Nature Notes: September Song
Apart from my local crow family, the avian world has been quiet for the past few weeks with barely a tweet or a twitter from any bird.
Thankfully, even parakeets remained relatively non-vocal!
With nesting activities over and territory - holding no longer a priority birds need to remain quiet as they enter a period of 'eclipse', or summer moult, during which time flight capabilities are reduced and they tend to skulk about and not draw attention to themselves.
Of course, we can still listen to birdsong just by tuning into any TV soap where, in outdoor scenes, producers superimpose out of season birdsong tapes onto the sound tracks!
However, the first bird to resume real singing is the robin (pictured) who even now is re-establishing his winter territory and serenading us at first light and indeed, throughout the day and sometimes night so that he is often mistaken for a nightingale. We can enjoy his, or her song (both sexes sing) without a break for the next seven months; a rather plaintive ditty that is somewhat appropriate as we drift reluctantly into autumn.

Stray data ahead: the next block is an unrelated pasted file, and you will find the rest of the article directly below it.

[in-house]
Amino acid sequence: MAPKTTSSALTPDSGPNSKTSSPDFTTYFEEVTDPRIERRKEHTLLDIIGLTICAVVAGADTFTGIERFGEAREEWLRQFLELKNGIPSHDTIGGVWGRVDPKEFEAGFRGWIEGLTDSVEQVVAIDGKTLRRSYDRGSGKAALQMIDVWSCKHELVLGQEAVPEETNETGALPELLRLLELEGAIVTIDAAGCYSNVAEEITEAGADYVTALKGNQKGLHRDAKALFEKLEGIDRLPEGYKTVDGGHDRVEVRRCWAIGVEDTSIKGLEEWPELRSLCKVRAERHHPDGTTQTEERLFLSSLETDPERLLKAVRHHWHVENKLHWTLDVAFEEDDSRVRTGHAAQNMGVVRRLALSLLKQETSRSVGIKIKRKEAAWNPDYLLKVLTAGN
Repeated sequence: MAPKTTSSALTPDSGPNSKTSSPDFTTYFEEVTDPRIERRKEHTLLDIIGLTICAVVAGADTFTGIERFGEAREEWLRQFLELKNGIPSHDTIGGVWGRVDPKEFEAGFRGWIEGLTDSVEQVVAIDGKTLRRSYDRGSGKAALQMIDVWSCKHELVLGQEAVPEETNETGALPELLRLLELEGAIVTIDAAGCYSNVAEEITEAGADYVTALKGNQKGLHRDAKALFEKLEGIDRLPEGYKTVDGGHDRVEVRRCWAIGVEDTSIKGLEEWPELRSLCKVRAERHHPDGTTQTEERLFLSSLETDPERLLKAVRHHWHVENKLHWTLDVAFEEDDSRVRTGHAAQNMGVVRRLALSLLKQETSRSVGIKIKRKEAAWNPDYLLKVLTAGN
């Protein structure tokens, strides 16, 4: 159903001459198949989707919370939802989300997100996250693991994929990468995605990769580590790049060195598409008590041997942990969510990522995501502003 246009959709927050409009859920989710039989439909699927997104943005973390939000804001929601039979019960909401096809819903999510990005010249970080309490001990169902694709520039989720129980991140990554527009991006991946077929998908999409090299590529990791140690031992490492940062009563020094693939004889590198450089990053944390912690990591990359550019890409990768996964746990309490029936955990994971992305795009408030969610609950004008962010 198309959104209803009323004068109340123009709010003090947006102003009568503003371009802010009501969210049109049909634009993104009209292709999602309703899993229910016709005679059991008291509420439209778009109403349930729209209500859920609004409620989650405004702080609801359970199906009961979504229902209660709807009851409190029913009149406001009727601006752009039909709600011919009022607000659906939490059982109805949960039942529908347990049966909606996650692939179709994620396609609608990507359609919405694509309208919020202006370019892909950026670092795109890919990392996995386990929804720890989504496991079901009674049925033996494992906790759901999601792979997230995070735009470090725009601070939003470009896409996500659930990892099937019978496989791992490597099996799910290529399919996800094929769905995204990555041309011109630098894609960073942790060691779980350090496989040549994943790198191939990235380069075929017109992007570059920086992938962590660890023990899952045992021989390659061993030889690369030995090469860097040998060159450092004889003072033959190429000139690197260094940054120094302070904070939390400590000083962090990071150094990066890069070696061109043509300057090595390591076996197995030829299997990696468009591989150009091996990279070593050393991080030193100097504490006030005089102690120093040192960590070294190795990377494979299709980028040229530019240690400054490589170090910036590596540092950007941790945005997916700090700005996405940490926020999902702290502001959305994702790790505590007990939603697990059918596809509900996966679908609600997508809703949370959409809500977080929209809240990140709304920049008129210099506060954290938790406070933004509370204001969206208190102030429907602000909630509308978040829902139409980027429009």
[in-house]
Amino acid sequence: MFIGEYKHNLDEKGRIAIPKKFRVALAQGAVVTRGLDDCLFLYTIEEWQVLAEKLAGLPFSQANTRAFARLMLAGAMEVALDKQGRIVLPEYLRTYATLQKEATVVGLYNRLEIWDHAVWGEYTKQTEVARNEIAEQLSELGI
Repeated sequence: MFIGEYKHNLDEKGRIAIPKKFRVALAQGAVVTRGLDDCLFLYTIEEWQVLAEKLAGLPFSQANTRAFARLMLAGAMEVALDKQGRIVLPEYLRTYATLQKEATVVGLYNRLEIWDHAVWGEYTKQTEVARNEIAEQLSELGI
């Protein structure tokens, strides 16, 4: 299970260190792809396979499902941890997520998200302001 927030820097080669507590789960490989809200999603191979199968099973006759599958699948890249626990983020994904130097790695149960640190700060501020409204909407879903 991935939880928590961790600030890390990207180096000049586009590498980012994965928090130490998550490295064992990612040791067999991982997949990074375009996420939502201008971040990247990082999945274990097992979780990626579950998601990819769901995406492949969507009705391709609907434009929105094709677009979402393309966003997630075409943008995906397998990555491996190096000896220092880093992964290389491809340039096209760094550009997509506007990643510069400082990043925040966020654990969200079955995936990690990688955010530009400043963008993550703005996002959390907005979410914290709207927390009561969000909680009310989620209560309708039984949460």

I call one of my local birds the 'ragged robin' as all this year he, or she, has been completely bald and vulture-like. Hopefully the bird will regrow a new set of feathers in common with other species as they clothe themselves in fresh plumage.
By October, maybe missel and song thrushes will join the robins as dawn approaches and remind us that spring is not that far away.